Basilla’s conversion is said to have occurred shortly before the great persecution under the emperors Valerian and Gallienus [of 258-260]. Bishop Cyprian of Carthage is martyred, and, although influential supporters protect Bishop Soter, both Basilla and Eugenia foresee each other’s coming martyrdom. Eugenia announces to her community of Roman maidens that 'the time for the grape harvest has come' (Ecce! Vindemiae tempus est) and makes a farewell address to them in praise of virginity, contempt of worldly things (contemptus mundi), and heavenly rewards.

Basilla’s conversion to Christianity and virginity naturally upsets her patrician fiancé, Pompeius, who is apprised of it by a treacherous housemaid. He sends a posse of Roman matrons to Basilla to bring her to her senses but they are themselves converted by her preaching on virginity and on the life of Christ, whereupon Pompeius angrily complains to the emperor that the future of the Roman family and state is being imperilled by such pernicious ideas, with the result that Basilla, again refusing to marry Pompeius or recant her faith, is executed in her own home by imperial command. Martyred also are her catechism tutors, Protus and Hyacinthus, when they reject a sacrifice to Jupiter.

Eventually Eugenia too is arrested. After refusing to sacrifice to the goddess Diana (whose statue she destroys by prayer), she survives attempts to drown her in the Tiber and to burn her to death in the furnace of the imperial baths (Eugenia’s mere presence permanently disables the heating system!). After ten days in prison (where she is fed and comforted by Christ himself), she is executed in her cell on Christmas Day, appearing later to her mother, Claudia, in a joyful vision at her tomb. After the peaceful death of Claudia the following Sunday (she is buried next to Eugenia on the via Latina), the two brothers, Avitus and Sergius, convert many pagans to Christianity before they too 'left this light for the kingdoms of the stars' (de hac luce ad syderea regna migrarunt).

Text: Mombritius 1910, II, 391-397. Summary: Whatley 2012, 109-111, adapted by M. Pignot.

BHL 2666
§ 1: In the seventh consulship of Commodus, the emperor sends Philippus to Alexandria as prefect of Egypt. His wife Claudia, his sons Avitus and Sergius, and his daughter Eugenia accompany him from Rome. Among his tasks is religious policy, as he fights against magic and restricts freedom of worship for Jews and Christians.

§ 2: Eugenia is well educated in Greek and Latin eloquence, as well as in philosophy. She is clever, with a capacious memory, so that she remembers everything she hears and reads. She is also beautiful of face and elegant in body; but yet more beautiful in mind and better formed in chastity. Hence, in her fifteenth year, she is asked to marry Aquilius, son of the consul Aquilius. Asked about this by her father, she responds that marriage is death. Meanwhile she begins to read the teachings of Paul, and so begins her conversion to Christianity.

§ 3: As the Christians are ordered to quit Alexandria, Eugenia asks for permission to go to the family’s estates outside the city. On her way she hears the Christians chant: ‘All the gods of the peoples are demons, but our God made the heavens’ [Psalm 96:5]. Hearing this, Eugenia appeals to her eunuchs Protus and Hyacinthus, who are well educated like her. She recalls their knowledge of the vain philosophers Aristotle, Plato, Epicurus, Socrates and the Stoics. She asks them to compare that wisdom with what the Christians are singing; they should therefore read the prophets and philosophers. She would rather be their sister in wisdom than their mistress. Therefore she orders that they all go off to the Christians, since Eugenia has heard of the bishop (episcopus) Helenus, who is very busy, and of the priest (presbyter) Theodorus, who has performed healing and exorcism miracles. Since women are not accepted in the community she will shave her head. They are to carry her in a litter.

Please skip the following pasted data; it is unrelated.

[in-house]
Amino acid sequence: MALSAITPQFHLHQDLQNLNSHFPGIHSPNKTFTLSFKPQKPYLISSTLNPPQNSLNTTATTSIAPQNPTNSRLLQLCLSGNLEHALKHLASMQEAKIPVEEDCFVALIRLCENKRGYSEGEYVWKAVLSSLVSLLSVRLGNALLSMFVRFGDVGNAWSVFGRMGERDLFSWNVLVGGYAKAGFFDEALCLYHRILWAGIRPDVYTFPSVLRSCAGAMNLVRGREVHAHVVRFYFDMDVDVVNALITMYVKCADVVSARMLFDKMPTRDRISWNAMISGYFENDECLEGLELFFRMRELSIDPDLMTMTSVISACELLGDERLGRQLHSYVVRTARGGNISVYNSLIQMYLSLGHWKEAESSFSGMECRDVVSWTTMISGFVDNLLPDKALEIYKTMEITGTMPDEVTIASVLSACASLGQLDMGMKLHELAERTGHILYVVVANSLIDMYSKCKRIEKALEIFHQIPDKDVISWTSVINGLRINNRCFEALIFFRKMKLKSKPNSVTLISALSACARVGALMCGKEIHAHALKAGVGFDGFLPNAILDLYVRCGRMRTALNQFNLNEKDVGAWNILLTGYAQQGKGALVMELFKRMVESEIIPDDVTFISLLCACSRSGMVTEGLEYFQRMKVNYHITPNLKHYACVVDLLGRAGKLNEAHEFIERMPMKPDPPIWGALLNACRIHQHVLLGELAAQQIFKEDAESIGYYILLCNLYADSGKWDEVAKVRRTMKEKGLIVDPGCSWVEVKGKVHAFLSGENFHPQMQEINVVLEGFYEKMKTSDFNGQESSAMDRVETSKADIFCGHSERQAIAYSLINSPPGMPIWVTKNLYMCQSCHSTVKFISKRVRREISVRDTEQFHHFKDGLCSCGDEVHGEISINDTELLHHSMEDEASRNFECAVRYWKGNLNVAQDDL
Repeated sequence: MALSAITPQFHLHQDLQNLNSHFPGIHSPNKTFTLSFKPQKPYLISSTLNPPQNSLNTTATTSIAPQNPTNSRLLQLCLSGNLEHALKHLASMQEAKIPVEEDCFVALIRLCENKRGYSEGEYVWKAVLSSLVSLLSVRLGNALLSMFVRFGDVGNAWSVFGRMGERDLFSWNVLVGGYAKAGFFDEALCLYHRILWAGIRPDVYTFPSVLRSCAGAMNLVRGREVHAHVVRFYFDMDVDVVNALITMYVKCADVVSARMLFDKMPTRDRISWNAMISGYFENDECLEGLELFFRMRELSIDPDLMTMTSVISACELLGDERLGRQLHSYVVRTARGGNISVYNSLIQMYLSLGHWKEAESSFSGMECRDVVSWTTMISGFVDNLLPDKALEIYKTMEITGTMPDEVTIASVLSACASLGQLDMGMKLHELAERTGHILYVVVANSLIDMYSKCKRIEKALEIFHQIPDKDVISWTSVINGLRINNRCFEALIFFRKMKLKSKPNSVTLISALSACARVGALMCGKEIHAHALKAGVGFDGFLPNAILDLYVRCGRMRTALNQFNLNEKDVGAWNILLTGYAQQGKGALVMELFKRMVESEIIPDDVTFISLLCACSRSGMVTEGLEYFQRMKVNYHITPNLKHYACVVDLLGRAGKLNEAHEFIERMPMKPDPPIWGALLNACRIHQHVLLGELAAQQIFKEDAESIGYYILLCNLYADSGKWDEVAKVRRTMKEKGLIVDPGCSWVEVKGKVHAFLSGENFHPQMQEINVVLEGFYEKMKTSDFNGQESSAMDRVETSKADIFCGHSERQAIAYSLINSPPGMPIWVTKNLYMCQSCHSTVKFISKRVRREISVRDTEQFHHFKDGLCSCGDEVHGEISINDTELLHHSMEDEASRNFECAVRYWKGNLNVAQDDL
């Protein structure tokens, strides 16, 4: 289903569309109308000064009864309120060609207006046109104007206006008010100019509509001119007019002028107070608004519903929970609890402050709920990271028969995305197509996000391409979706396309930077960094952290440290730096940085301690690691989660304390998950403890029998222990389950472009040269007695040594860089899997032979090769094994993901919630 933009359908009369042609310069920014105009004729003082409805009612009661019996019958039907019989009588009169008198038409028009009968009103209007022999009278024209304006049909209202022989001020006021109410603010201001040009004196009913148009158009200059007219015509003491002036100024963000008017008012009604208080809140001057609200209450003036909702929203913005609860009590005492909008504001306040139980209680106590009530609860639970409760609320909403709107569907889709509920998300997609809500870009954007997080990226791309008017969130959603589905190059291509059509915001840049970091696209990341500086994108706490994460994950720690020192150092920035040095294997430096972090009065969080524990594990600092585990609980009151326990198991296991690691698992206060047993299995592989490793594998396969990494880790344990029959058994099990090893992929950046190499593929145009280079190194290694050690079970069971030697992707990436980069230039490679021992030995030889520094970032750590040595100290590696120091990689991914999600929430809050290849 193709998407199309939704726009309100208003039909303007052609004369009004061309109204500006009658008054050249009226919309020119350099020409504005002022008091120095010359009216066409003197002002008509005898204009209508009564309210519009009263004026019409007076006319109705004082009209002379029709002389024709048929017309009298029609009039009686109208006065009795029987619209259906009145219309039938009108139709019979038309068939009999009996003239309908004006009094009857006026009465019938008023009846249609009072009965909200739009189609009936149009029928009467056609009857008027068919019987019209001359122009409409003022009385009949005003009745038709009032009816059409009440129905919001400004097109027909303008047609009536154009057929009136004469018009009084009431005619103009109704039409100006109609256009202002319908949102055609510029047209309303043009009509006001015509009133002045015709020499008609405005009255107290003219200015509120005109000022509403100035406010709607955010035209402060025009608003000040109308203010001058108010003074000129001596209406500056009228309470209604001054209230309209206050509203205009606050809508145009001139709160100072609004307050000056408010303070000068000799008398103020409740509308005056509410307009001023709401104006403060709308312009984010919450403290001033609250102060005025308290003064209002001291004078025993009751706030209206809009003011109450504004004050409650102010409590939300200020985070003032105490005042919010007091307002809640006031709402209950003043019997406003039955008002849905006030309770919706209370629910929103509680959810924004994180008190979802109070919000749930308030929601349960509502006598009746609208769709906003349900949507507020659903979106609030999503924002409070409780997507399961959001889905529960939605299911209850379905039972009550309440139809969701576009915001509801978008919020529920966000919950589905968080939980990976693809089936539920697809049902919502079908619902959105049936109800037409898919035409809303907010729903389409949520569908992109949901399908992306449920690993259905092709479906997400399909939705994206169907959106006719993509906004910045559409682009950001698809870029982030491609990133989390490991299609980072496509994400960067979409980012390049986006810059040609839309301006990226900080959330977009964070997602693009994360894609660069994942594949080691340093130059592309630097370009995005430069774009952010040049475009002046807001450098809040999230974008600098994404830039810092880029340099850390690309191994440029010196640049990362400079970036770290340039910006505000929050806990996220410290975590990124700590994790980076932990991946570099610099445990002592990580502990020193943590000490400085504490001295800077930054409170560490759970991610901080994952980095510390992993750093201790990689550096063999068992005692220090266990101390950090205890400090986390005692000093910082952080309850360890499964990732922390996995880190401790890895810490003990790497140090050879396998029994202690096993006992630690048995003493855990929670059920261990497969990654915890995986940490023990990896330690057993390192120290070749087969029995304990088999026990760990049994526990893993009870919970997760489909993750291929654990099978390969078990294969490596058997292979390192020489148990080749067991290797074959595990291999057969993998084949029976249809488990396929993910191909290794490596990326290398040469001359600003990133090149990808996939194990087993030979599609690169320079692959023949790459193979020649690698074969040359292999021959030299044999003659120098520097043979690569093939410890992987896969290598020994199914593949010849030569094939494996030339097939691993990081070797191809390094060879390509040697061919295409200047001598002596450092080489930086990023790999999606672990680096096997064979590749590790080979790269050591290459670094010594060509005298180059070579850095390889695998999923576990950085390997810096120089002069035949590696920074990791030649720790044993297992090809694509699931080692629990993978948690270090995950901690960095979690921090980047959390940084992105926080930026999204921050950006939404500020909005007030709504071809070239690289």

§ 4: Christ’s grace is with them: they go to the monastery (monasterium) and see Helenus, bishop of Heliopolis, himself arriving with a crowd of ten thousand men chanting (as is the custom in Egypt): ‘The way of the just is made right, and the journey of the saints is prepared.’ Eugenia asks Protus and Hyacinthus to consider the force of this argument, and recalls the previous chanting of the psalm. Eugenia says they should join this happy throng.

§ 5: They join the Christians and ask who is the elder, sitting alone on a cart drawn by an ass. They hear that this is Helenus himself, who grew up in a monastery. He has performed many wonders: as a child he carried burning coals in his cloak without being hurt. Recently, the magician Zareas came and sought to seduce the p


Evidence ID


Saint Name

Eugenia, martyr at Rome, c. 257-260 : S00401 Protus and Hyacinthus, martyrs in Rome, ob. c. 257 : S00464 Basilissa/Basilla, virgin and martyr of Rome, buried on the via Salaria vetus : S00684

Saint Name in Source

Eugenia Protus et Hyacinthus Basilla

Type of Evidence

Literary - Hagiographical - Accounts of martyrdom


  • Latin

Evidence not before


Evidence not after


Activity not before


Activity not after


Place of Evidence - Region

Rome and region Egypt and Cyrenaica

Place of evidence - City name in other Language(s)

Rome Rome Roma Ῥώμη Rhōmē Hermopolis ϣⲙⲟⲩⲛ Ashmunein Hermopolis

Cult activities - Liturgical Activity

  • Procession

Cult activities - Festivals

  • Saint’s feast

Cult activities - Places

Burial site of a saint - unspecified

Cult activities - Non Liturgical Practices and Customs


Cult Activities - Miracles

Power over elements (fire, earthquakes, floods, weather) Apparition, vision, dream, revelation Punishing miracle Miracle during lifetime Miracles experienced by the saint Healing diseases and disabilities Exorcism Material support (supply of food, water, drink, money) Miraculous sound, smell, light

Cult Activities - Protagonists in Cult and Narratives